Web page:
Tale of cat’s claw vine


By Sayuni Masakorala

Breathtaking as it may seem as a springtime attraction, cat’s claw vine (Dolichandra unguis-cati) is a creeper which can present itself as a potential invasive. Commonly visible in the vicinity of Peradeniya in yellow blooms, it’s a prolific fast-growing creeper which is often popularised for its beauty. Unbeknownst to the public it is a creeper of diabolic nature which possesses a dark side, as it could very well act as an invasive disrupting the ecological balance.

The exotic beauty: ‘breathtaking yellow blooms’

Speaking with us at Ceylon Today, Research Professor at National Institute of Fundamental Science and former Director General, National Botanical Gardens in Kandy Siril Wijesundara, said, “During the British period, cat’s claw vine was introduced through botanical gardens with the objective of studying flora of Sri Lanka and as a part of plantation economies. The cat’s claw vine was first introduced from Brazil to the 

Sri Lanka Botanical Gardens in 1850.  It is a creeper which ‘climbs trees’ using hook like structures.  It grows very fast and can be grown easily in the Wet Zone. It originally belonged to the genus ‘begonia’ and was later recognised in relation to the genus ‘dolichandra’.  This creeper is known by several scientific names such as bigonia unguis carti, macfadyena unguis carti and the latest being dolichandra unguis carti. It ‘flowers’ in late February in large numbers which makes it an attractive sight as it looks like a layer of yellow carpet.”

Invasive alien species

In relation to the invasive nature of the creeper, he said “The cat’s claw vine has been considered as an invasive species in many countries and has been placed in the list of Invasive Alien Species (IAS) prepared by the Invasive Species Specialist Group (ISSG).  However, it is still not considered an invasive species in Sri Lanka yet. This is due to the concentration of these flowers at present being restricted to a few areas in distribution, where the largest concentration of these flowers can be seen in the vicinity of the University of Peradeniya.  It remains a threat as a potential invasive with it being widely distributed as an ornamental plant due to its beauty being glorified through media outlets.” Further he said, as an IAS it could cover entire canopies, affect photosynthesis of the host plant, and even affect vegetation around it.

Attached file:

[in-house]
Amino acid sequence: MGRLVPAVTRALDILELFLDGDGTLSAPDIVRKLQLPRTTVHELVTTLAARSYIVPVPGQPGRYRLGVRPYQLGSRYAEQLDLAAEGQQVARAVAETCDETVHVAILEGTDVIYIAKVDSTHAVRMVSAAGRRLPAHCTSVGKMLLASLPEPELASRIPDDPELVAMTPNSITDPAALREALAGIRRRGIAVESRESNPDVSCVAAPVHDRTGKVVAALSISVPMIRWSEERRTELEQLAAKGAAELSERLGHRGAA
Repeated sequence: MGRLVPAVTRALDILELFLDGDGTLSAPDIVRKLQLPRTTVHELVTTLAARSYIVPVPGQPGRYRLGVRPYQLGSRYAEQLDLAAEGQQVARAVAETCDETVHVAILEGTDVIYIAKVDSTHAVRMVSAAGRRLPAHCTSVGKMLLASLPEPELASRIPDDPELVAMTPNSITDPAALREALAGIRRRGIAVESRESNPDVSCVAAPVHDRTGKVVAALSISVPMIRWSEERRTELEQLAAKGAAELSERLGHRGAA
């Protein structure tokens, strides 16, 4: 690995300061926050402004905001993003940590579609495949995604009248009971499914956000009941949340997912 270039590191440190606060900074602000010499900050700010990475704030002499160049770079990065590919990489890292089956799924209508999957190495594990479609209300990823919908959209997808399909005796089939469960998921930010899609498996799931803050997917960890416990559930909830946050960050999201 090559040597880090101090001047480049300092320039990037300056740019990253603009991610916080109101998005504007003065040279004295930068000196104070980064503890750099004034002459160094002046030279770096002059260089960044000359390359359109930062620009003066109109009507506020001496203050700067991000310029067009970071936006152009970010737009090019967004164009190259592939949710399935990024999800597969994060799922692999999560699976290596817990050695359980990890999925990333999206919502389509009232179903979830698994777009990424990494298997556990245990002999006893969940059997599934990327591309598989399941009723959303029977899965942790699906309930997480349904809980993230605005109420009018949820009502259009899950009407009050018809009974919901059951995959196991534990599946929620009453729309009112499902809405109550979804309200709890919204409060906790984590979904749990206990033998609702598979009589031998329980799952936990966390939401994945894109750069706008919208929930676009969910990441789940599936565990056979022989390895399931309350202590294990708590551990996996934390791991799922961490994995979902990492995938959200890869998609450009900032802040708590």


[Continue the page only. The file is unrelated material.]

We at Ceylon Today, spoke to Senior Environmental Lawyer Dr. Jagath Gunawardana about the adverse impacts of the cat’s claw vine being a potential invasive. He said, “`The cat’s claw vine is an exotic species that people look forward to in its flowering season. This is evident from the numerous social media posts and poems which are circulated yearly surrounding the beauty of this creeper. However, this fast-growing vine poses many problems to host trees. The mass of vines add a considerable weight onto branches of trees. In turn these branches and even small trees have collapsed under the weight of the vines. The smaller vines cover the branches which makes the branches defoliate and eventually die. There are instances where a whole tree had died after being covered and smothered by the cat’s claw vine.  Even taller trees are not safe from this vine as this creeper can easily reach the canopy of most and thereafter spread over, smothering the canopy. Since, the vine produces large numbers of leaves, the leaves shed forming a thick mat of fallen leaves that can prevent the germination of seeds and cover the smaller plants that grow on the floor.”

Adequate safeguards on ornamental usage

He also added that, “As the creeper possesses invasive characteristics it is best not to use it as an ornamental plant. If it is to be used as an ornamental plant, adequate safeguards should be followed. The plant is visibly used as an ornamental plant in status quo. I have recorded a few sightings in areas near the Dehiwala Zoo, Kurunegala and Colombo. Due to the distinct claw like structures, it is easy to both identify them and propagate them.  With the increased urbanisation of this plant, it is pertinent to take necessary precautions. The preferrable mode of ensuring that remnants of trimmings don’t escape and become invasives, is to burn all the pieces which were trimmed. Further, accumulation of remnants of trimmings in garbage dumps should be prevented as it could also act as a mode of propagating these vines.” On a final note, he mentioned that as beautiful as it may seem, it is yet another exotic ornamental plant in Sri Lanka with the potential of becoming an IAS in the future if adequate safeguards are not implemented. Therefore, the best action with regard to these creepers would be to take pre-emptive action by assessing its risk levels through risk assessments and as the public to be silent observers in preventing a potential risk creating imbalance in ecosystems.